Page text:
Can You Sue Someone for Cheating with Your Husband in Maryland?

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Are you seeking legal action for being a victim of adultery? Baltimore family law attorney Randolph Rice discusses whether or not you can sue a person for cheating with your husband or spouse in the state of Maryland.

Suing Your Spouse’s Lover for Adultery in Maryland

Adultery is a ground for divorce in Maryland but can you sue someone for cheating with your husband in Maryland? The short answer is no. The idea of suing your spouse’s paramour is not as bizarre as it sounds. Several states still allow ‘alienation of affection’ lawsuits. These legal actions can be brought against anyone who interferes with a marriage.

Defendants are typically an adulterous spouse’s lover. Other parties like family members who encouraged a split, therapists, counselors, therapists, and even church members who urged a divorce, can be brought into the lawsuit.

Only a few states now allow alienation of affection lawsuits. They include Illinois, Hawaii, Mississippi, New Mexico, North Carolina, South Dakota, and Utah.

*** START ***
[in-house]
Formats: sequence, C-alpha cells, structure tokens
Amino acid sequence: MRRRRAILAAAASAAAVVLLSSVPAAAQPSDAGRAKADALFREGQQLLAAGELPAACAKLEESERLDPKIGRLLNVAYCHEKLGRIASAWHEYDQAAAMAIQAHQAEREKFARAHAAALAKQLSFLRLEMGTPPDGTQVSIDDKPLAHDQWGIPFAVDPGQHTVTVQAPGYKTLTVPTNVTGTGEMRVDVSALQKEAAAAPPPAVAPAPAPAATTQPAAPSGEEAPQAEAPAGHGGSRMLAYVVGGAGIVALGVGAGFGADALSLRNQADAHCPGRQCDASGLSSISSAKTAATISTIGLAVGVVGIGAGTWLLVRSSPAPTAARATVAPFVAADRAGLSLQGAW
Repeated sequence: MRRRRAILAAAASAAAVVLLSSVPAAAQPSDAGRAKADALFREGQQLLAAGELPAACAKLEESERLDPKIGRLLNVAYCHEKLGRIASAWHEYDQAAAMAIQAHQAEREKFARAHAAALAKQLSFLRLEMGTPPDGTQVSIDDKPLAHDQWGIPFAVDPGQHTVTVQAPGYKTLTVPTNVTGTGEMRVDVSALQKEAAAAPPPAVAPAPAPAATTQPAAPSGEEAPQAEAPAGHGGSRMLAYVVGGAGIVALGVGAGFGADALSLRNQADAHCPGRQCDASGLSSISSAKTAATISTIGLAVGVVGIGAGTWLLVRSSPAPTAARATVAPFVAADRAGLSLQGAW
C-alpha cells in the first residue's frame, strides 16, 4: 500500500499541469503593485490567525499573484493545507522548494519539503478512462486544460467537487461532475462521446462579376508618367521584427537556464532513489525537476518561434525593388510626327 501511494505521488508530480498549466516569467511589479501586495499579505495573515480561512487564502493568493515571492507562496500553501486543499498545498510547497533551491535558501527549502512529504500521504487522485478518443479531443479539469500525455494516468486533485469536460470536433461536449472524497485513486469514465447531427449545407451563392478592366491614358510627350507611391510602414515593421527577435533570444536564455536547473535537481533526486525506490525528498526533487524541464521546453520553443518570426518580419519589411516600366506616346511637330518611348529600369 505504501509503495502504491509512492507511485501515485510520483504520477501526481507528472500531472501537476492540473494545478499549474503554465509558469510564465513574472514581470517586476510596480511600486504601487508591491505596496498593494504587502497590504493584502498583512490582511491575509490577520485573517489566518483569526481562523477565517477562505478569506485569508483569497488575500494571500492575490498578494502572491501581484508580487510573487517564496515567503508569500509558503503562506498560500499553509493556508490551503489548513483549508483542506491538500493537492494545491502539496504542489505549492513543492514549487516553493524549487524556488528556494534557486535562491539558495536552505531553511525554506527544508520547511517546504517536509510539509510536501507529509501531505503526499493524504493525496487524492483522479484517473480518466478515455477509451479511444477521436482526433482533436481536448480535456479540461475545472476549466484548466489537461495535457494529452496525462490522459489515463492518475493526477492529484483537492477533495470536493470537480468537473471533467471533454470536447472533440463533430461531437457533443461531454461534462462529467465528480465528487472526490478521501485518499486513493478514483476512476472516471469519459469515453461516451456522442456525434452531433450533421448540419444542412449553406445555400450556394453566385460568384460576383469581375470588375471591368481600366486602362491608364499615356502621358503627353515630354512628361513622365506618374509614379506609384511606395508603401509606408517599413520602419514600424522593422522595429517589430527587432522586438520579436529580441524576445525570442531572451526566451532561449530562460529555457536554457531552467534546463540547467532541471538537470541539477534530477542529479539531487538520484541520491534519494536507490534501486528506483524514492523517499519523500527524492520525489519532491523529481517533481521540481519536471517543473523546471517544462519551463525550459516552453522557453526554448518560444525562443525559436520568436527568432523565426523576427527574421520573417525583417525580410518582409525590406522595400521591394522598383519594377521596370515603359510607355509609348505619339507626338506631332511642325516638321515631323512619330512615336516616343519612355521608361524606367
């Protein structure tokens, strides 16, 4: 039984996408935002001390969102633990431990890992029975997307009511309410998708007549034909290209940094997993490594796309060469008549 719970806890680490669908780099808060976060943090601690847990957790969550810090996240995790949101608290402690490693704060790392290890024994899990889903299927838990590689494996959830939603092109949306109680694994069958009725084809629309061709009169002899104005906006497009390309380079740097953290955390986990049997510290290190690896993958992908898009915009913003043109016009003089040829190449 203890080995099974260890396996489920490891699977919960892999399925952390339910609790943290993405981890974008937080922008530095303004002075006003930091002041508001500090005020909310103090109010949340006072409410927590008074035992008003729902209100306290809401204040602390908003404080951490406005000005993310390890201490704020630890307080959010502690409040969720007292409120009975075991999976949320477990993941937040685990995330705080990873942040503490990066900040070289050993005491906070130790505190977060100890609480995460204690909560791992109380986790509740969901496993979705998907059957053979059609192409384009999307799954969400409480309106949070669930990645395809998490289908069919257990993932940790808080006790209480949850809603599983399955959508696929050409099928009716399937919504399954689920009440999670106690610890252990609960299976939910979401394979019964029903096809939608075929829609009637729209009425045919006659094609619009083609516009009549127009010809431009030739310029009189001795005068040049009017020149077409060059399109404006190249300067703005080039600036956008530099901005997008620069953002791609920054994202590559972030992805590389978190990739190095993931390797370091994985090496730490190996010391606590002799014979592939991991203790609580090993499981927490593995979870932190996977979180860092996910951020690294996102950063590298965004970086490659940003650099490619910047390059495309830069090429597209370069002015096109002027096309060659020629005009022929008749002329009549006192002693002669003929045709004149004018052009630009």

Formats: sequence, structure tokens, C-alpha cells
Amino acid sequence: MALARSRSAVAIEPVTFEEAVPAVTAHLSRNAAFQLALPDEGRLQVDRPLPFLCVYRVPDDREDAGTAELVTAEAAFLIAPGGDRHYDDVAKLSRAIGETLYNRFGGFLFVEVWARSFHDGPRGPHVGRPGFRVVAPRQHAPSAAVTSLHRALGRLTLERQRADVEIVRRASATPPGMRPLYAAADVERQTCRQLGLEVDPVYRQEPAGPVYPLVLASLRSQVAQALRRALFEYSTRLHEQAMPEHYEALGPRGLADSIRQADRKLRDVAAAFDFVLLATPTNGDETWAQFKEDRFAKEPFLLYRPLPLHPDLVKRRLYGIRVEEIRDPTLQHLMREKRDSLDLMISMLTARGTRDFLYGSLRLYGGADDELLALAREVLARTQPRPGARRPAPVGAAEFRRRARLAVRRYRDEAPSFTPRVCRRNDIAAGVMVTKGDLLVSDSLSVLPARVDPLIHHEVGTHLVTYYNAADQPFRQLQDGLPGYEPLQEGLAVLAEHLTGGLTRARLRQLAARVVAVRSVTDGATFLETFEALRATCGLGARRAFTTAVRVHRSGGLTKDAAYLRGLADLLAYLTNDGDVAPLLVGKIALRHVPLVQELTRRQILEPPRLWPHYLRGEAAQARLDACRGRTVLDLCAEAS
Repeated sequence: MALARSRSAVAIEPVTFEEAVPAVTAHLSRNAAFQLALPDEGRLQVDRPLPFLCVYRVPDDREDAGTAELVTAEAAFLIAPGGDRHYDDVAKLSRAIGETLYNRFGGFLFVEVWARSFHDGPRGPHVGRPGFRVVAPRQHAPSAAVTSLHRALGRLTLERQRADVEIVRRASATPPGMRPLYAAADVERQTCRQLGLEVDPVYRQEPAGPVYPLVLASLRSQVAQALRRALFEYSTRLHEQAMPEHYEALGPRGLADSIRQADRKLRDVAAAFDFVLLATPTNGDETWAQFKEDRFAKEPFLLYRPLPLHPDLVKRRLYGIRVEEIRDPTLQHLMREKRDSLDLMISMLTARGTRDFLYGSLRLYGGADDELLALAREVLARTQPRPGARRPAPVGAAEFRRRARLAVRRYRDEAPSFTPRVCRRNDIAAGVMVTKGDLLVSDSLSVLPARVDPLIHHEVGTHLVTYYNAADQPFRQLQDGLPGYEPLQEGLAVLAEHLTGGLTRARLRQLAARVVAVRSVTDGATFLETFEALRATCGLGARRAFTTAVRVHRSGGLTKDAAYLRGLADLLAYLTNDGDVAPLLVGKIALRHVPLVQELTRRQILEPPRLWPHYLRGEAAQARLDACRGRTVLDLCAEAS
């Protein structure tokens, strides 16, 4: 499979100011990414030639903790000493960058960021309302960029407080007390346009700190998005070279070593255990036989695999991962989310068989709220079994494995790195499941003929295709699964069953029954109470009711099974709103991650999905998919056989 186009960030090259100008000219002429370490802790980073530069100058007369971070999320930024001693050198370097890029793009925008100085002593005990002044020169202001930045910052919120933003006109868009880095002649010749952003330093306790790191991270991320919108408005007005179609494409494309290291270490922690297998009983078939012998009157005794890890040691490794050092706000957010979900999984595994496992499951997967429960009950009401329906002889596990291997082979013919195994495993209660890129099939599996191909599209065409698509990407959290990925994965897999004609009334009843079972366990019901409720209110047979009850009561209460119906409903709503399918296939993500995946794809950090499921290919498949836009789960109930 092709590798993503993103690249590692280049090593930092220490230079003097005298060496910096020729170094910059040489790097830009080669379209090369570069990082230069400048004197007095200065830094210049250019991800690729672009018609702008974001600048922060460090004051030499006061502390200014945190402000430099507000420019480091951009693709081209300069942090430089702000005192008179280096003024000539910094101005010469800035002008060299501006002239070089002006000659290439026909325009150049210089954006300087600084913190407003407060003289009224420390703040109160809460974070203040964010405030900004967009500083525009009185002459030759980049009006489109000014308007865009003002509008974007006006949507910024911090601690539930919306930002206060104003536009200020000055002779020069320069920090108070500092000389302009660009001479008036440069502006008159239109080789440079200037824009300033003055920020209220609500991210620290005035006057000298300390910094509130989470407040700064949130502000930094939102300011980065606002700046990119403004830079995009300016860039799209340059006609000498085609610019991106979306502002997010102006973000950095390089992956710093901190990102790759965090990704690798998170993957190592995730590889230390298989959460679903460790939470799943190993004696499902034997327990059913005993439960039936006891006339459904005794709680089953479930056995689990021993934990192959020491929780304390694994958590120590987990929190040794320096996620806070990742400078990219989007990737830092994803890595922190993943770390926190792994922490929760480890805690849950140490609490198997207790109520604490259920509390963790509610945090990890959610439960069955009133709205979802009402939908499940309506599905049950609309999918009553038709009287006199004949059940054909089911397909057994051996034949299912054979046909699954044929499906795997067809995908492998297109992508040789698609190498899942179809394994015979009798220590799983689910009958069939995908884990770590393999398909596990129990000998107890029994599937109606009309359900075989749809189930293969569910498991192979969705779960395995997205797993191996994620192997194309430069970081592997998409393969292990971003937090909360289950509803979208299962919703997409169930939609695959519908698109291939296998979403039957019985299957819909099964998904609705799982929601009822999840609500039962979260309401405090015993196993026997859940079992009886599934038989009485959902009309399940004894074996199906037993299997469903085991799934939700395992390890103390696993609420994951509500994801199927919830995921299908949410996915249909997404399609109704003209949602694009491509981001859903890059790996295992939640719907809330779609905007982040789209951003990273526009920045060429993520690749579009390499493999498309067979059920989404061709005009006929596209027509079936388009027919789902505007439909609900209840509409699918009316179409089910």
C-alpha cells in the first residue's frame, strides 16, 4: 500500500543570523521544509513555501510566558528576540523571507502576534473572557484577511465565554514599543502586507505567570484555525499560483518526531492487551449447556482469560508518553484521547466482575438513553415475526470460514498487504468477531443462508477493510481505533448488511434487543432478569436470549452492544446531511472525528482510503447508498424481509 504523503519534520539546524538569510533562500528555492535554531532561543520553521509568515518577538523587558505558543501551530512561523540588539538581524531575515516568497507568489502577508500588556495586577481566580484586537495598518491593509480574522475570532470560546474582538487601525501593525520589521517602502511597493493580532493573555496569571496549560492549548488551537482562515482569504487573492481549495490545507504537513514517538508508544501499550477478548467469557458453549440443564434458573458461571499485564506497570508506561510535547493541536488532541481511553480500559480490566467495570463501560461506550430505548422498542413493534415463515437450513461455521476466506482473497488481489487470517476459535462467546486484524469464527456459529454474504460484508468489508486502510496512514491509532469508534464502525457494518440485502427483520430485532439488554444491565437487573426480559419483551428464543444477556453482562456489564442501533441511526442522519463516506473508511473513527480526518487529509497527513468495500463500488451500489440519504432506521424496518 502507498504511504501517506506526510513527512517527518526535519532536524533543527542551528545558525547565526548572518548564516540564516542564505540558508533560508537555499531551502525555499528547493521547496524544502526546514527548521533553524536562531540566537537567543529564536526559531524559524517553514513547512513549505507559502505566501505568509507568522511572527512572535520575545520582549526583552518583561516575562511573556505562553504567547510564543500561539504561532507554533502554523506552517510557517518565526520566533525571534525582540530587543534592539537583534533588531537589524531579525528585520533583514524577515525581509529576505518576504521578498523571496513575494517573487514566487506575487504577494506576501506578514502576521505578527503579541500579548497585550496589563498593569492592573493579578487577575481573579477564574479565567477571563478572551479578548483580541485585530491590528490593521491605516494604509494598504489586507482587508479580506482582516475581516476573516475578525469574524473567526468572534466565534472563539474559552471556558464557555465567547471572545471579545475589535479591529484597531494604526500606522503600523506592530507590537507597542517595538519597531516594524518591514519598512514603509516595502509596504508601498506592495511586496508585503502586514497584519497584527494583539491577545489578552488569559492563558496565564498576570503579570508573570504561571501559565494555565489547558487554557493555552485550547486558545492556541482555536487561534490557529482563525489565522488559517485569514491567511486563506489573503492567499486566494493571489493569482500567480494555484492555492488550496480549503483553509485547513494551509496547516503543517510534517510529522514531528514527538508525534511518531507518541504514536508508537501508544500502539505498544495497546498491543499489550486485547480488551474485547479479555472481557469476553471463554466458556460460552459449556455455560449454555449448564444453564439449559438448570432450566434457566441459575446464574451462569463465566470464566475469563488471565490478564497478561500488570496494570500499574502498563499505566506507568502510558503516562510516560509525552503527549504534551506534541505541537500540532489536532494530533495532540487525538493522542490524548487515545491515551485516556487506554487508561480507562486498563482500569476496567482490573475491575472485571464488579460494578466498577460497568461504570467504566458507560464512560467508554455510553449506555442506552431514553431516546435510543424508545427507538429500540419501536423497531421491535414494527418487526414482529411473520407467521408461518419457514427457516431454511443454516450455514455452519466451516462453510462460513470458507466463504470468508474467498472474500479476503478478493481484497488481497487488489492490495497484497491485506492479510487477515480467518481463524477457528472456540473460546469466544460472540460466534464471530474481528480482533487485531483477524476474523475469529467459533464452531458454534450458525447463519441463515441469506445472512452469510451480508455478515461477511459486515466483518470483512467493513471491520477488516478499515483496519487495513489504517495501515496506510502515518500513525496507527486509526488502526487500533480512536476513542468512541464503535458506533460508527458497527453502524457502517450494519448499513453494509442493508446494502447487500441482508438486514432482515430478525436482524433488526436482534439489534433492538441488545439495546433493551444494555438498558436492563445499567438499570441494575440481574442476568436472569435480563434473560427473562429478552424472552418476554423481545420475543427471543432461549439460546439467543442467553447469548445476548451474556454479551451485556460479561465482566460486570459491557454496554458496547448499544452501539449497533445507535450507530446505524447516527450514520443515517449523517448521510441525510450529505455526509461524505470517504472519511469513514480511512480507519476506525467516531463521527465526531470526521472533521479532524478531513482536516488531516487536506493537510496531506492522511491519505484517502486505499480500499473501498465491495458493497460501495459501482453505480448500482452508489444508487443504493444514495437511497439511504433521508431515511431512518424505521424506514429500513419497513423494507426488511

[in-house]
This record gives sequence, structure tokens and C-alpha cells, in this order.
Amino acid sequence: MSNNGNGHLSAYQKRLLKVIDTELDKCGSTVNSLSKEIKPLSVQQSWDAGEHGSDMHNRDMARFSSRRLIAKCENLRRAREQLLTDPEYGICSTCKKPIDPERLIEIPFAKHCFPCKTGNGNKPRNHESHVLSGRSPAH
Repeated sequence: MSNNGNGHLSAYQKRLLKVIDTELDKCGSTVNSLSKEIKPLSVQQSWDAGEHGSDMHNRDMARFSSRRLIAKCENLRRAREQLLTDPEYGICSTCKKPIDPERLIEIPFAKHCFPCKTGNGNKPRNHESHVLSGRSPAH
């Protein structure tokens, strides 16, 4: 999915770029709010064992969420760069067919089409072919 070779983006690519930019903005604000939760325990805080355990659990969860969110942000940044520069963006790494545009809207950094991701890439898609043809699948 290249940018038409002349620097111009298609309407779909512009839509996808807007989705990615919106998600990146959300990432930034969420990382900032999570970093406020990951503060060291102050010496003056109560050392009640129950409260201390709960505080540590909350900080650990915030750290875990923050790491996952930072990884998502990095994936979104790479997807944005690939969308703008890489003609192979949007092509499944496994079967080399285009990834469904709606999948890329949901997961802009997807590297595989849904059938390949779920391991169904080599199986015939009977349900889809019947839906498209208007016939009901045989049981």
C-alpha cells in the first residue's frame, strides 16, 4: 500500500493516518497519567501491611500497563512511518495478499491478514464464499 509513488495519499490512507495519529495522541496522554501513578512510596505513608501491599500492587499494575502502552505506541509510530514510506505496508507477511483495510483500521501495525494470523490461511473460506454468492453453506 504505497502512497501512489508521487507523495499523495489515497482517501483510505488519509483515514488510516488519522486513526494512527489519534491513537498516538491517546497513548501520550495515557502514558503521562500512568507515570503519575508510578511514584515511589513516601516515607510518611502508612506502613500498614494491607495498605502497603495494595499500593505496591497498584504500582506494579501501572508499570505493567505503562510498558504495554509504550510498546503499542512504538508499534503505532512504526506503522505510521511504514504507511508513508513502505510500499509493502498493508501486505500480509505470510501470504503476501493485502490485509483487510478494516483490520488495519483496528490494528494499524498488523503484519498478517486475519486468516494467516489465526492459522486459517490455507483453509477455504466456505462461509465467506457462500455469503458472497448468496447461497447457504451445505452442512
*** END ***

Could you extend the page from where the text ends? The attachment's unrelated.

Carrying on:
Under Maryland’s 2013 Code § 3-103, alienation of affection actions are no longer permitted in the state. Although your husband’s lover cannot be sued in Maryland, infidelity may still have an impact on divorce proceedings.

This is not the case in some states. In 17 states and the District of Columbia, you can only file for divorce on no-fault grounds. Traditional grounds like adultery, abandonment, and cruelty are no longer relevant to the dissolution of marriage in these states.

Fault may still be relevant in Maryland. Talk to Baltimore divorce attorney Randolph Rice if you believe adultery is a factor in your divorce.

How Can Cheating Affect a Divorce in Maryland?

Maryland allows both fault and non-fault based grounds for divorce. Adultery is a fault-based ground for divorce. If you can show adultery, there is no waiting period for the marriage to end. Some grounds for divorce require a waiting period of a year. No separation period is required for divorce based on adultery.